Perl's roots in text processing haven't been forgotten over the years. It still boasts some of the most powerful regular expressions to be found anywhere, and its support for Unicode text is world-class. It handles all kinds of structured text, too, through an extensive collection of extensions. Those libraries, collected in the CPAN, provide ready-made solutions to an astounding array of problems. When they haven't set the standard themselves, they steal from the best -- just like Perl itself.

AVAILABILITY

Perl is available for most operating systems, including virtually all Unix-like platforms. See "Supported Platforms" in perlport for a listing.

ENVIRONMENT

See perlrun.

AUTHOR

Larry Wall <larry@wall.org>, with the help of oodles of other folks.

If your Perl success stories and testimonials may be of help to others who wish to advocate the use of Perl in their applications, or if you wish to simply express your gratitude to Larry and the Perl developers, please write to perl-thanks@perl.org .

FILES

"@INC"                 locations of perl libraries

SEE ALSO

http://www.perl.org/       the Perl homepage
http://www.perl.com/       Perl articles (O'Reilly)
http://www.cpan.org/       the Comprehensive Perl Archive
http://www.pm.org/         the Perl Mongers

DIAGNOSTICS

Using the use strict pragma ensures that all variables are properly declared and prevents other misuses of legacy Perl features.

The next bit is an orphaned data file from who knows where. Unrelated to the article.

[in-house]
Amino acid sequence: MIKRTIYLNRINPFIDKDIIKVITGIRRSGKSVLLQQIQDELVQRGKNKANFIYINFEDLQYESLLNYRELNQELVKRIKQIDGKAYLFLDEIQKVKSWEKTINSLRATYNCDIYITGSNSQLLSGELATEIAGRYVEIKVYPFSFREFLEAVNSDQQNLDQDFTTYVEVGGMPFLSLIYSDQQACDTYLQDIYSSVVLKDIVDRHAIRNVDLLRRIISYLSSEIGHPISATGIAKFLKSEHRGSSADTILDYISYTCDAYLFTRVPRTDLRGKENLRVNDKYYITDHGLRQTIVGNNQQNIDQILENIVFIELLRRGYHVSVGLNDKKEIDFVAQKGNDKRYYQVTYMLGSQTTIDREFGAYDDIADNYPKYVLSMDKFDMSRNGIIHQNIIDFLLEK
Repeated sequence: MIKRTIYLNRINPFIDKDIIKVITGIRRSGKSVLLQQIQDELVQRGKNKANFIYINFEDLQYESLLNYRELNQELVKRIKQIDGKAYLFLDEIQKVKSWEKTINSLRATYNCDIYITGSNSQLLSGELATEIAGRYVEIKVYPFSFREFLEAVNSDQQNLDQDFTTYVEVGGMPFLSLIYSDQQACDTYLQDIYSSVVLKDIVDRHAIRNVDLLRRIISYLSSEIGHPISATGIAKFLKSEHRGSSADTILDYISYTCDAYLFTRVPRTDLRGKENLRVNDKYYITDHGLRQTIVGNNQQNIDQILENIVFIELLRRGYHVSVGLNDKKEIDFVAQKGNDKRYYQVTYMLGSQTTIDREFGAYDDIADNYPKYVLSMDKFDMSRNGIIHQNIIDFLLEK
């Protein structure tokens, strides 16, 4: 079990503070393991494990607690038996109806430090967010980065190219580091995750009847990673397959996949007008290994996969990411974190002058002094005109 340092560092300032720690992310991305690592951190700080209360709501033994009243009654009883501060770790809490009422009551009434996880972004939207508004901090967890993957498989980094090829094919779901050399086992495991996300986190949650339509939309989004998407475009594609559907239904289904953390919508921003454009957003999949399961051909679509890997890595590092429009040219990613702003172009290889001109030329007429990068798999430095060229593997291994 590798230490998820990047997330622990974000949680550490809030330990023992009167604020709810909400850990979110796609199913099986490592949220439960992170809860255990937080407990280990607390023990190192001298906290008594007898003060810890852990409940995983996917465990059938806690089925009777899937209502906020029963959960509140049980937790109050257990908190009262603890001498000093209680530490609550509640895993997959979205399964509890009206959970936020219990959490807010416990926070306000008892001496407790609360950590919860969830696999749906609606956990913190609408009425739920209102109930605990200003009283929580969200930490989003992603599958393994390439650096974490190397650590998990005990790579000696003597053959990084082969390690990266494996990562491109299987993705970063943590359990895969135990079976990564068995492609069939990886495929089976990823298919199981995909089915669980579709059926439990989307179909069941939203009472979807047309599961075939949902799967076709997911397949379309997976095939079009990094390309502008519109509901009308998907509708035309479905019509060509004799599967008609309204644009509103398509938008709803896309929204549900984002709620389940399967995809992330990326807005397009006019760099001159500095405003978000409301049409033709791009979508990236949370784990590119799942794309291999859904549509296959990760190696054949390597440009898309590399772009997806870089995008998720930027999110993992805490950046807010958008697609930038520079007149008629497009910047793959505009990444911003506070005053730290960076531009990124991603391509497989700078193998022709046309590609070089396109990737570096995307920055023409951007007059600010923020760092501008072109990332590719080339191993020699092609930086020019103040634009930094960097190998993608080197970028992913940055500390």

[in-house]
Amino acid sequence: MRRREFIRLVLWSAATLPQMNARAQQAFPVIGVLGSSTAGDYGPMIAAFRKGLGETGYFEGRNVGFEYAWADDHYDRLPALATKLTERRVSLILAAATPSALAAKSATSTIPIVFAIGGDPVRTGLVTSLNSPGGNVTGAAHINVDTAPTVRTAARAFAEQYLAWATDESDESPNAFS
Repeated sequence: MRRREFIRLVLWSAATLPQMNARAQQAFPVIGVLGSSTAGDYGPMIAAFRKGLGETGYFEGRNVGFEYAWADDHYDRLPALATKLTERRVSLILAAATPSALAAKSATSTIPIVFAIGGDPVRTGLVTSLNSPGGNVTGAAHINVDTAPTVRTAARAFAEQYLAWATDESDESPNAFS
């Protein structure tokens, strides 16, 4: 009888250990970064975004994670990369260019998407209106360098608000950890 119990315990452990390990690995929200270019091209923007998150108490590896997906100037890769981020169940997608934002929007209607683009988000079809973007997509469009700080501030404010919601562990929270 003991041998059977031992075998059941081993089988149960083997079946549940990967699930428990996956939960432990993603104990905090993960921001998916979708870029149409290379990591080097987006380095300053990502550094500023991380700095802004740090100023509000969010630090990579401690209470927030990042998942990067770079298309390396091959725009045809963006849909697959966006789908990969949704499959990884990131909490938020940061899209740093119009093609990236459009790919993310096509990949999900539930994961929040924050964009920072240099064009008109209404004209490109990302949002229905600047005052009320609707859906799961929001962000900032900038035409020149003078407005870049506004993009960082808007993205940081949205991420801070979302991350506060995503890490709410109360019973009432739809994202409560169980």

The use warnings pragma produces some lovely diagnostics. One can also use the -w flag, but its use is normally discouraged, because it gets applied to all executed Perl code, including that not under your control.

See perldiag for explanations of all Perl's diagnostics. The use diagnostics pragma automatically turns Perl's normally terse warnings and errors into these longer forms.

Compilation errors will tell you the line number of the error, with an indication of the next token or token type that was to be examined. (In a script passed to Perl via -e switches, each -e is counted as one line.)

Setuid scripts have additional constraints that can produce error messages such as "Insecure dependency". See perlsec.

Did we mention that you should definitely consider using the use warnings pragma?

BUGS

The behavior implied by the use warnings pragma is not mandatory.

Perl is at the mercy of your machine's definitions of various operations such as type casting, atof(), and floating-point output with sprintf().

If your stdio requires a seek or eof between reads and writes on a particular stream, so does Perl. (This doesn't apply to sysread() and syswrite().)

While none of the built-in data types have any arbitrary size limits (apart from memory size), there are still a few arbitrary limits: a given variable name may not be longer than 251 characters. Line numbers displayed by diagnostics are internally stored as short integers, so they are limited to a maximum of 65535 (higher numbers usually being affected by wraparound).

You may mail your bug reports (be sure to include full configuration information as output by the myconfig program in the perl source tree, or by perl -V) to perlbug@perl.org . If you've succeeded in compiling perl, the perlbug script in the utils/ subdirectory can be used to help mail in a bug report.

Perl actually stands for Pathologically Eclectic Rubbish Lister, but don't tell anyone I said that.

NOTES

The Perl motto is "There's more than one way to do it." Divining how many more is left as an exercise to the reader.

The three principal virtues of a programmer are Laziness, Impatience, and Hubris. See the Camel Book for why.